State’s debt to municipalities estimated at R64-billion

A high level government committee has been formed to help municipalities recover the debt that national government owes them; the outstanding debt may amount to as much as R64-billion, says Performance, Monitoring and Evaluation Minister Collins Chabane.

Speaking at a parliamentary press briefing on Tuesday, Chabane said: “Work on the issue is going on. The issue is the verification of the bills that is being sent to national departments. As soon as they are verified they are settled. It is a large volume of work that needs to be done as some of them [the bills] are quite old,” he said.

Seven provinces have submitted status reports on provincial debt owed to municipalities and Chabane said that the directors general of the departments of Cooperative Governance and Traditional Affairs, Public Works and his Department of Monitoring and Evaluation were developing a project plan to address the challenges related to the monies owed to municipalities.

According to documentation released at the briefing the number of municipalities overspending their operational expenditure had been reduced. Forty-nine municipalities (17% of the total) had shown operational expenditure equal to or greater than 75% of the budgets and another 16 showed operational expenditure of above 100%.

By March, 229 municipalities showed operation expenditure at below 75% of their adjusted budgets.

The documentation said that interventions included monitoring by national treasury on whether municipalities would be under-spending or overspending in their budgets. — I-Net Bridge

Subscribe to the M&G

These are unprecedented times, and the role of media to tell and record the story of South Africa as it develops is more important than ever.

The Mail & Guardian is a proud news publisher with roots stretching back 35 years, and we’ve survived right from day one thanks to the support of readers who value fiercely independent journalism that is beholden to no-one. To help us continue for another 35 future years with the same proud values, please consider taking out a subscription.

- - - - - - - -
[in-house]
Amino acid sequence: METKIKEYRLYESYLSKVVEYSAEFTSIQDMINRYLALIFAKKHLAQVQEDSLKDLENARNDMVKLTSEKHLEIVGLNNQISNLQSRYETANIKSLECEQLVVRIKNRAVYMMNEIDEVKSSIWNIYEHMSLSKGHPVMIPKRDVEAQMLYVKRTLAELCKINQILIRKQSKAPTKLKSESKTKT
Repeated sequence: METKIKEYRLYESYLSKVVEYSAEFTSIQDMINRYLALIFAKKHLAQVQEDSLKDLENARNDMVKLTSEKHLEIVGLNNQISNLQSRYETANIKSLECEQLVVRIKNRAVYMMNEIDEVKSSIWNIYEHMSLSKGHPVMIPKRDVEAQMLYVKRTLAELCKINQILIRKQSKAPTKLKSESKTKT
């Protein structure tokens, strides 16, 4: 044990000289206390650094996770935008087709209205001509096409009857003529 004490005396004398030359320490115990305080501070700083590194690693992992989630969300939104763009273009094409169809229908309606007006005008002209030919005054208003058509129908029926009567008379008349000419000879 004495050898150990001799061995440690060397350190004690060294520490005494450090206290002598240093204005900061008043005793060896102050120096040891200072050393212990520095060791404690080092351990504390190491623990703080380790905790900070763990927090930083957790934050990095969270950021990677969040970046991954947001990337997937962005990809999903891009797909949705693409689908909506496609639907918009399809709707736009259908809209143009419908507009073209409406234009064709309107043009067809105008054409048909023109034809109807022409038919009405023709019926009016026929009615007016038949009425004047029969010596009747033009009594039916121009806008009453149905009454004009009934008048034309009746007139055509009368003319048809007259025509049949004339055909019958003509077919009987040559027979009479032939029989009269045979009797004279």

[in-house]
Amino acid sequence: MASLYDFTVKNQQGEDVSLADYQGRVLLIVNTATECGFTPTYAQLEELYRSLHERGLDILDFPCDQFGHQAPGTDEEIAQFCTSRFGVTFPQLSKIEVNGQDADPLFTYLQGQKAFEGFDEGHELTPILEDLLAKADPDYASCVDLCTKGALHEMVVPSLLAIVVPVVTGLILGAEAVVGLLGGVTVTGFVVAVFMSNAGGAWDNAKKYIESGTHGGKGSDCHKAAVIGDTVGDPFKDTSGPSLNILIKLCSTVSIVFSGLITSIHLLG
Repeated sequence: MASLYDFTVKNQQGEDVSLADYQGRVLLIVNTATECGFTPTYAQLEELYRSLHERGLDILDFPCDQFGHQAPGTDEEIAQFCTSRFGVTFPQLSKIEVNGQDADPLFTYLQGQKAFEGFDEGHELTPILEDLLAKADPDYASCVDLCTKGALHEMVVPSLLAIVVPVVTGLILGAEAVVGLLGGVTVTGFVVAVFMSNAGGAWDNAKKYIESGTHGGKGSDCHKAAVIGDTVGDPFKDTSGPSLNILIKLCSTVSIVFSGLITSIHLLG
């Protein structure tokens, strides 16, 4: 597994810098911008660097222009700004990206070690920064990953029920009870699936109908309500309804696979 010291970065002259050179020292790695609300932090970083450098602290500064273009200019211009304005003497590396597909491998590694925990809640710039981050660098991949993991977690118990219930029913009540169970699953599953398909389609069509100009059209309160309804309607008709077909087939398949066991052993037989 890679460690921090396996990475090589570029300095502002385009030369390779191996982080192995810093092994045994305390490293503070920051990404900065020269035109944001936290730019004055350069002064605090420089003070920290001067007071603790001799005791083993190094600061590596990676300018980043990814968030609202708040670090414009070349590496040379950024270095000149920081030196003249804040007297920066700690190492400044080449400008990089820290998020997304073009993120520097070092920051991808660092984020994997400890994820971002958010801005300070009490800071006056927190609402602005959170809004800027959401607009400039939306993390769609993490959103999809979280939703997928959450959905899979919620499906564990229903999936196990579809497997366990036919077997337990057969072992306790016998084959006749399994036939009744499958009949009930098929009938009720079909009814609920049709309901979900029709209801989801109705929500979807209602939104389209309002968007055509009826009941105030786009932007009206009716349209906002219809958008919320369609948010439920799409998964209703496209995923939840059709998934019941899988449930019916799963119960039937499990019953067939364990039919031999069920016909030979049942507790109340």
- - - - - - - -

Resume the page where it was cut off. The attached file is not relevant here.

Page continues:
Related stories

Toxic power struggle hits public works

With infighting and allegations of corruption and poor planning, the department’s top management looks like a scene from ‘Survivor’

De Lille unfazed by acting-DG’s baggage

Latest twist in public works saga suggests minister quashed query into doctored corruption report

Merchants of despair

When imprisonment becomes a business, the profit motive rears its head at the expense of the good of the prisoners. Three recent books deal with the murky workings of the prison-industrial complex in South Africa

De Lille hastens IDT closure

The Independent Development Trust’s board and the department of public works and infrastructure have agreed to devise an exit plan, which will see the entity closed by early next year

Crucial state workers given lifeline

Employees at the beleaguered IDT have been given a three-month extension of their contracts

Border walls don’t stop viruses, but a blanket amnesty might

Why South Africa should consider amnesty for undocumented migrants in the time of the coronavirus outbreak.

Subscribers only

Dozens of birds and bats perish in extreme heat in...

In a single day, temperatures in northern KwaZulu-Natal climbed to a lethal 45°C, causing a mass die-off of birds and bats

Q&A Sessions: Frank Chikane on the rainbow where colours never...

Reverend Frank Chikane has just completed six years as the chairperson of the Kagiso Trust. He speaks about corruption, his children’s views and how churches can be mobilised

More top stories

Eusebius McKaiser: Mpofu, Gordhan caught in the crosshairs

The lawyer failed to make his Indian racist argument and the politician refused to admit he had no direct evidence

Corruption forces health shake-up in Gauteng

Dr Thembi Mokgethi appointed as new health MEC as premier seeks to stop Covid-19 malfeasance

Public-private partnerships are key for Africa’s cocoa farmers

Value chain efficiency and partnerships can sustain the livelihoods of farmers of this historically underpriced crop

Battery acid, cassava sticks and clothes hangers: We must end...

COMMENT: The US’s global gag rule blocks funding to any foreign NGOS that perform abortions, except in very limited cases. The Biden-Harris administration must rescind it

press releases

Loading latest Press Releases…